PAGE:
Monday, January 16, 2012

Galaxy Quest: An Ode To Trekkies, Nerds, and All Geekdom (Or If Star Trek Had Been Written By Stoners)

"It speaks to some basic human needs: that there is a tomorrow--that it's not all going to be over in a big flash and a bomb; that the human race is improving, and that we have things to be proud of as humans. No, ancient astronauts did not build the pyramids. Human beings built them because they're clever and they work hard. And 'Star Trek' is about those things." - Gene Roddenberry, the creator of 'Star Trek'.

If 'Star Trek' is about pointing out the potential that is the clever, hard-working ingenuity of man and a hopeful tomorrow, than Galaxy Quest is about what happens when that idea is applied quite literally. Except, y'know, without all the idealized characters running the show, but actual, flawed individuals with lives that are falling to pieces.

Galaxy Quest is a film that came out at the end of the century and on the cusp of the New Millennium. The year was 1999 and it was a good year to be a Science-Fiction nerd. Why? Because Galaxy Quest, with its star-studded cast and intelligent writing, was meant to be the mocking parody of 'Star Trek' on the grand stage: the silver screen. The film takes place eighteen years after their sci-fi adventure show "Galaxy Quest" is canceled. That means that actors Jason Nesmith (Tim Allen), Gwen DeMarco (Sigourney Weaver), Alexander Dane (Alan Rickman), Tommy Webber (Daryl Mitchell), Fred Kwan (Tony Shaloub) and Crewman #6 (Sam Rockwell) are making appearances at sci-fi conventions and store openings in costume and character. They're wallowing in despair and are constantly at each other's throats--that is until alien visitors known as Thermians arrive and, having mistaken the show for "historical documents" and consequently modeling their entire culture around it, take them into space to save them from the genocidal General Sarris and his armada.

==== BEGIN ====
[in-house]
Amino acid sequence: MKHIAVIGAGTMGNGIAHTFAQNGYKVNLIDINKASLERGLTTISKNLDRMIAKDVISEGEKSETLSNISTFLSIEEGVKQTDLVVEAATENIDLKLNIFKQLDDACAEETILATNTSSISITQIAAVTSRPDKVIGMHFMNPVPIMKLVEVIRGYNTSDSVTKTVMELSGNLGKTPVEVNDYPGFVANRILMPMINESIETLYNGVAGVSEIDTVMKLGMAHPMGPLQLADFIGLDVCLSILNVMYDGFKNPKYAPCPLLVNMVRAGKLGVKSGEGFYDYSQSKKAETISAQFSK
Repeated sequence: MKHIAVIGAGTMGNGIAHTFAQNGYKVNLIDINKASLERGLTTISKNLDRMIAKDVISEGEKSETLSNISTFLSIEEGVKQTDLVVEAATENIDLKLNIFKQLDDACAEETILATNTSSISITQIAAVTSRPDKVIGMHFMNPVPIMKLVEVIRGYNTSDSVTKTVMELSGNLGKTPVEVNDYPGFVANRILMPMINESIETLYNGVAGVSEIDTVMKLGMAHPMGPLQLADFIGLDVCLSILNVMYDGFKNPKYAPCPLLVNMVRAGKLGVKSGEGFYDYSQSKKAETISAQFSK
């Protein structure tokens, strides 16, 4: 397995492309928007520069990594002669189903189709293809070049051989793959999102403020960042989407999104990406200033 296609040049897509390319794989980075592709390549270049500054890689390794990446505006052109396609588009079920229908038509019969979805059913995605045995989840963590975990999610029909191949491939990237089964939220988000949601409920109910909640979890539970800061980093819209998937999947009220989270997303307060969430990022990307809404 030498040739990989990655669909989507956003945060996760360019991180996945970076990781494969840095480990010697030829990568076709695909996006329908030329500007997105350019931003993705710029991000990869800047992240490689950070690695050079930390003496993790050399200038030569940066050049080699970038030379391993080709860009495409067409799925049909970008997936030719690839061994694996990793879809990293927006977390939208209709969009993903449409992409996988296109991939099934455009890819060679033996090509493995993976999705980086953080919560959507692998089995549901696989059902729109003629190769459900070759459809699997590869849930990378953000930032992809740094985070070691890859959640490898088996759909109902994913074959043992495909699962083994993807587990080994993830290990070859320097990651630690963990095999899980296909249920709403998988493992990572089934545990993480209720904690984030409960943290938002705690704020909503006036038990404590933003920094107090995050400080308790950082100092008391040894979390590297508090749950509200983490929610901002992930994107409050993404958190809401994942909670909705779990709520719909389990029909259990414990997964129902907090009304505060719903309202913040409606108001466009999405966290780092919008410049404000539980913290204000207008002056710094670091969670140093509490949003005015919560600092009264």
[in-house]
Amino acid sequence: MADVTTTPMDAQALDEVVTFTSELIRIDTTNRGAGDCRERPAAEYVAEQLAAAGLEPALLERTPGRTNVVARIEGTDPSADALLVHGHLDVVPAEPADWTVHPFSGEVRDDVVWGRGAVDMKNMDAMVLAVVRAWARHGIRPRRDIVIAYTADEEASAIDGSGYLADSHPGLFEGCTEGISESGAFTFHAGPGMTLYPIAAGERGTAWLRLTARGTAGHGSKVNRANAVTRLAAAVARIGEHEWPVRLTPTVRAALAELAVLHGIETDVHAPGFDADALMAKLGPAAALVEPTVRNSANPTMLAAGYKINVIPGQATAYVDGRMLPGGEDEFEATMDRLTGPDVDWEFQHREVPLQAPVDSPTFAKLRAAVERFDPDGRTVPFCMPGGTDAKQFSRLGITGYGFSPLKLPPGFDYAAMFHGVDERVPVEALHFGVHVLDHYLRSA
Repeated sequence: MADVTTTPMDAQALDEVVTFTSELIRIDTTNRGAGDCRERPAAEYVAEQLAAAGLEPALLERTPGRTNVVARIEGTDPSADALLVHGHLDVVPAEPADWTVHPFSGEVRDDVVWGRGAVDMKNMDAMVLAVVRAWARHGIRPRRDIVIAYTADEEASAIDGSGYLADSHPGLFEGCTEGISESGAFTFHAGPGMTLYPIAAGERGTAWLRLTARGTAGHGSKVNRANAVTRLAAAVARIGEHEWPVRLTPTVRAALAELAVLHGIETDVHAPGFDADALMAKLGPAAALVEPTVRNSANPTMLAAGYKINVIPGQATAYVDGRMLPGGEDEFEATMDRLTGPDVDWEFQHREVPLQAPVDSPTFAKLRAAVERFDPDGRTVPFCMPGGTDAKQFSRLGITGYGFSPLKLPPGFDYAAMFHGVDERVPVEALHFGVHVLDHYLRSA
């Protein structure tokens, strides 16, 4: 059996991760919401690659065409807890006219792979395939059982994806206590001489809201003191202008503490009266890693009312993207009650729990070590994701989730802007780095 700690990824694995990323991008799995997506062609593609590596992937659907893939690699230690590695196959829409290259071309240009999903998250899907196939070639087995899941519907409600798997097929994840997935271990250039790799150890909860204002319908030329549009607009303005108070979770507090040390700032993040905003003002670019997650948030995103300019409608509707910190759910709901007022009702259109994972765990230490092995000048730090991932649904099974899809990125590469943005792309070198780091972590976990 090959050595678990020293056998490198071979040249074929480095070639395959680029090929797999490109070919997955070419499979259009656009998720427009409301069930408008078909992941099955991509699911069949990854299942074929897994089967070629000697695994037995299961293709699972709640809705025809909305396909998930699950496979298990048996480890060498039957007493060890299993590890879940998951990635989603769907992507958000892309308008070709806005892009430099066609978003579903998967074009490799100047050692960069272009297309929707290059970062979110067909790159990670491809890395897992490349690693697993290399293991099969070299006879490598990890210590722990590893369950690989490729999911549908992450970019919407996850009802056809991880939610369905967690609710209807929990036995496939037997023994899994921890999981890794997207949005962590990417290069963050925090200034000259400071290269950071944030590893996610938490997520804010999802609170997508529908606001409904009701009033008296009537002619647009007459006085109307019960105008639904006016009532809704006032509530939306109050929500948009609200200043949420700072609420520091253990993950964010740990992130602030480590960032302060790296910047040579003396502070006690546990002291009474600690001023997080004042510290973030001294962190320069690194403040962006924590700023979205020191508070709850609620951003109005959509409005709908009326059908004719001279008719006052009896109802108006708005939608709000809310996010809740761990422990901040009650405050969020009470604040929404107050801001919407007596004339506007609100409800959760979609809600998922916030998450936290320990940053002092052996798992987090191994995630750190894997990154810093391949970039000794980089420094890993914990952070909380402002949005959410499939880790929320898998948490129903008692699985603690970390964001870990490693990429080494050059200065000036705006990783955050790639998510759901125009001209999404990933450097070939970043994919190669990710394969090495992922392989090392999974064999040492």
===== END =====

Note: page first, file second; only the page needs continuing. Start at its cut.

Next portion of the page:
"Never give up! Never surrender!"

What does this mean for the fictional crew of the fictional ship, the NSEA Protector? Well, it means they're in over they're heads--that's for sure. But they're actors. And if there's anything that actors do well, it's selling themselves as something they're not. So the cast of Galaxy Quest embarks on a journey through the stars to defeat the evil Sarris, and along the way, grow and develop into three-dimensional characters out of the two-dimensional stereotypes we first see them as. All the while maintaining a hilarious tongue in cheek assessment of the situation that takes sly, underhanded jabs at both Star Trek and the characters themselves while also managing to make the characters look sympathetic. A difficult task that the writers and actors actually manage to pull off, and pull off well. Who does it the best, you ask? Why, Guy Fleegman, of course. Better known as Crewman #6 to loyal Questarians. Okay, perhaps he's not the most sympathetic of characters. But he's certainly the most amusing.

And now...

The Breakdown
  • Ridiculousness: So. This film is a little ridiculous. Aliens come to Earth under the assumption that it, and the fictional crew of the NSEA Protector, are their only hope for salvation against an intergalactic warlord bent on the destruction of...well, just about everything. The great thing about this movie is it never loses its ability to poke fun at it self while still maintaining the gravity of the character's predicament. And that's a whole batch of ridiculousness that's too awesome for words. 4.5/5 Stars
  • Classiness: This film is very classy. Not in the traditional sense of classy, cool, suave characters who know what they're doing, but in the sense of consistency. The consistency of character throughout the film is superb. How do I know this? Because you can see a marked and natural change from every character in the film. And that's classy as fuck. 5/5 Stars